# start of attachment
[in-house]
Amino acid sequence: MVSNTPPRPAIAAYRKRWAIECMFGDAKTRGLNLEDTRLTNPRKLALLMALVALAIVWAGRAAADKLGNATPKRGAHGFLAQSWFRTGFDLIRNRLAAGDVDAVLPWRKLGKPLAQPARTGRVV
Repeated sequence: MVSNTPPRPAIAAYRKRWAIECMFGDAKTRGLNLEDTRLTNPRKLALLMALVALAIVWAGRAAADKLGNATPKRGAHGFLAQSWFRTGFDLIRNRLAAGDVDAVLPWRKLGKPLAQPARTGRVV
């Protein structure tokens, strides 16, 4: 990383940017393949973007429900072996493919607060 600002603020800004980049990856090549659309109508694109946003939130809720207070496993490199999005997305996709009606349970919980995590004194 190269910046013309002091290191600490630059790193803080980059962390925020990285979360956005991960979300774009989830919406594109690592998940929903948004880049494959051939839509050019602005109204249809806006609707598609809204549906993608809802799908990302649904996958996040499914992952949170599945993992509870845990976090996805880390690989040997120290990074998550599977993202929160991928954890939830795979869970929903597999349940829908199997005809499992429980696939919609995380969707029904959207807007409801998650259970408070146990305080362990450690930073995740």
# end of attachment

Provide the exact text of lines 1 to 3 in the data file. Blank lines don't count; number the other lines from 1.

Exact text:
[in-house]
Amino acid sequence: MVSNTPPRPAIAAYRKRWAIECMFGDAKTRGLNLEDTRLTNPRKLALLMALVALAIVWAGRAAADKLGNATPKRGAHGFLAQSWFRTGFDLIRNRLAAGDVDAVLPWRKLGKPLAQPARTGRVV
Repeated sequence: MVSNTPPRPAIAAYRKRWAIECMFGDAKTRGLNLEDTRLTNPRKLALLMALVALAIVWAGRAAADKLGNATPKRGAHGFLAQSWFRTGFDLIRNRLAAGDVDAVLPWRKLGKPLAQPARTGRVV